Introduction to Singing

There are few humans in existence who have not, at one time or another, uttered a few notes of a song or melody. Historically, singing and chanting is a viable part of human evolution. The singular element of singing is “voice.” Voice can possess various tonal qualities. From the moment a newborn utters those first few sounds, the human voice is already evolving. Singing is basically using several different sounds, synchronized with lyrics, emotional qualities and innate vocal tone that creates voice. Although, some voices may sound similar in song, few are ever exactly alike.


Voice and Song

In earliest history, mankind learned they had the ability to use their voices to create musical notes. Most of the tonal quality of these songs depended on the individual’s vocal range and ability to adapt the human voice to lyrics. Lyrics may have been imitations of the natural environment. For example, imitating bird calls or animal sounds. This type of singing allowed the human larynx to further develop. Once cultural behaviors were coordinated with the ability to “sing,” the urge to share feelings and emotions in song became customary.

The first singing was generally a form of meditative incantation or part of ritualistic chants. By repeating certain sounds tribesmen found a sense of unity and purpose. The basic features of singing include:

  • A developed larynx
  • Understanding of sound
  • Ability to create and form tonal patterns
  • A well developed “ear”
  • Breath control
  • Confident attitude
  • Talent and style

Learn How to Sing

The ability to learn how to sing can be somewhat instinctive. For example, imitating musical sounds and repeating them is how the earliest vocalists learned to sing. It should be clear that musical instrument accompaniment was relatively limited among the earliest tribes. Instrumental accompaniment was limited to drums or reeds fashioned from whatever materials were available. These crude instruments, however, did form the basis of singing along with musical accompaniment.

A study of native tribal songs across the globe shows how singers learned to blend voices into one well-formed chant. In the case of most indigenous singing, the accompaniment most often heard was drums.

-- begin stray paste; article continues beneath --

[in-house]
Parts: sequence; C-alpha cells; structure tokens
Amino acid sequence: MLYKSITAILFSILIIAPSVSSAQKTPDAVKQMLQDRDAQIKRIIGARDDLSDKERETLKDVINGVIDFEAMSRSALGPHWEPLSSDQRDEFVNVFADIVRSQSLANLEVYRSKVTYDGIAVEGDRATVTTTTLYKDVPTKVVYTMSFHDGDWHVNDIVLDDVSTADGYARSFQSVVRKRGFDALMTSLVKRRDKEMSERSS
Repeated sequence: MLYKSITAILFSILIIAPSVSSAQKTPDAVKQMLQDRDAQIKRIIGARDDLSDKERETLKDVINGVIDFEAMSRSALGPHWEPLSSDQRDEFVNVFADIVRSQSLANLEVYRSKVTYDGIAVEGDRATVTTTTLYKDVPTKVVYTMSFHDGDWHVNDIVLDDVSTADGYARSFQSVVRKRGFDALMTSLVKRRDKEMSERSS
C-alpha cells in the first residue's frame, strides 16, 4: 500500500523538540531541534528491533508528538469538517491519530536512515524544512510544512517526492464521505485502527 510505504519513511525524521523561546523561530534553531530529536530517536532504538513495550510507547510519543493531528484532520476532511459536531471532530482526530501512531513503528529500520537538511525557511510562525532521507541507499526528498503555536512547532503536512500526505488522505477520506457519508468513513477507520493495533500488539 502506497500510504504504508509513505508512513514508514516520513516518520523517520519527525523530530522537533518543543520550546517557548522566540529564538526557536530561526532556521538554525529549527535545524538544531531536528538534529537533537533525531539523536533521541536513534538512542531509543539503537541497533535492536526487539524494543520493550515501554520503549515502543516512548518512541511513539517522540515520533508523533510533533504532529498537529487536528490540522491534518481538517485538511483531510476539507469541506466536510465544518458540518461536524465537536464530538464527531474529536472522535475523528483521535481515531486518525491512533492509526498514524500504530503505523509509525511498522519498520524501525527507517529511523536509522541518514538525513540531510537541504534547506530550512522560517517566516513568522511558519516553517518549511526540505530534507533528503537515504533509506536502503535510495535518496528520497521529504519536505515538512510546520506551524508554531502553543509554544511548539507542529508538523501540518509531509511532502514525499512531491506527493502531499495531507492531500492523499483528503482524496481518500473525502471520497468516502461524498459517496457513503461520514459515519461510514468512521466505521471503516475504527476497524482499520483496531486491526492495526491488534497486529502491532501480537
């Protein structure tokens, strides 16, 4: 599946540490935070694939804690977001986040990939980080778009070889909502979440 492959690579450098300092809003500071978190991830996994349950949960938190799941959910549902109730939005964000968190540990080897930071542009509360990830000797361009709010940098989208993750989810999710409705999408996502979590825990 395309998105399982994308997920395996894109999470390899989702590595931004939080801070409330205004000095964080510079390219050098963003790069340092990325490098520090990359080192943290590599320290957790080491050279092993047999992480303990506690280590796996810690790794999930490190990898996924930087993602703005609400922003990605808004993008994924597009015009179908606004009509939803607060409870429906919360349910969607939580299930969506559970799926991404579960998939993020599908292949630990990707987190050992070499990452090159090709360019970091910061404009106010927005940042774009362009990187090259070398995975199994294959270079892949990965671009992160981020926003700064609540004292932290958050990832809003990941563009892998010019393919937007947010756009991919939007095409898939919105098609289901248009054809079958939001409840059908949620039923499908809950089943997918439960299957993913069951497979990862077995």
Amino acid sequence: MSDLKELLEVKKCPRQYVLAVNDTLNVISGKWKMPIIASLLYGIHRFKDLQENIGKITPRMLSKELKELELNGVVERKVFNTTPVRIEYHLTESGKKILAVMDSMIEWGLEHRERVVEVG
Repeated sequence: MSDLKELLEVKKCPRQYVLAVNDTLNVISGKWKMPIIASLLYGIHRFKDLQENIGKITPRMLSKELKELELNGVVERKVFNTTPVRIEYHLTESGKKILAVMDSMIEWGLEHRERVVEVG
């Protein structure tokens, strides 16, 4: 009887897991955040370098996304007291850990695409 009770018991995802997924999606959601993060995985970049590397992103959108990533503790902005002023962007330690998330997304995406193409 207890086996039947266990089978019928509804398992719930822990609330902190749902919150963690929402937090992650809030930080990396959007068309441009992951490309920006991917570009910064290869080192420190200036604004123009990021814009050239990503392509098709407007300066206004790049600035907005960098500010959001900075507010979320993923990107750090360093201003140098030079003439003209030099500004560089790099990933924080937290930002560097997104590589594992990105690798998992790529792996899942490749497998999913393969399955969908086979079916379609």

Interestingly, many indigenous tribes in North, Central and South America as well as African tribes soon learned to sing in secret codes. For example, Mayans used drums and singing to signal war or the onset of enemies in their midst. Most of these songs were comprised of local tribal languages. Tribesmen learned to make singing a useful tool to protect their land and their tribal families.

Formalities of How to Sing

As the ability to sing advanced and musical accompaniment grew more sophisticated, singers began to create songs as part of groups and as solo vocals. At this point, singing became a part of formal performances. Singing in groups required a more structured format so that musical accompaniment and singers were synchronized properly. Group singing required voices to be classified according to tonal quality and also gender. These included soprano, mezzo-soprano and contralto for female singers and counter-tenor, tenor, baritone and bass for male singers. These “voice types” and classifications are still used today to define the singer’s actual vocal tone.

Once voice classifications were part of group singing, the possibilities for choirs, ensembles, duets, quartets, a cappella and trios were limited only by their choices of musical genres. It became important for singers to choose a singing genre so that their voice studies and education would be pertinent to their future as singers. These genres include:

  • Pop and rock
  • Jazz
  • a Capella
  • Barber shop quartet
  • Classical and religious
  • Madrigals
  • Opera

Singing Woman

How to Sing with Style and Quality

Individuals who love to sing find their best advice comes from professional voice instructors. Study with a vocal teacher who offers singing lessons in the singing genre that is most conducive to voice classification. For example, if it has been determined that the individual’s voice classification falls under soprano, the professional will determine whether the vocal range is “coloratura soprano” with the highest soprano vocal range or mezzo-soprano, which has a middle level vocal range.

What Singing Lessons Teach Singers

To sing with style and quality, it is imperative that neophyte singers learn to read music and lyrics with musical accompaniment and also to learn how to use their voices, breath control and overall vocal range to optimal advantage. Many young singers are introduced to singing in elementary school curriculum where they sing in groups and are taught by music teachers with vocal experience. However, this is not professional voice training. It represents only an introduction to singing on a more basic level. High schools and colleges also provide vocal training mainly for choral groups.

Individuals who plan to sing solos on a professional level should be taught to sing by experienced vocal coaches. Soloists study musical arrangements and lyrics specifically for soloists. They will also be taught proper performance presentations and also how recordings of their solo performances are designed and created.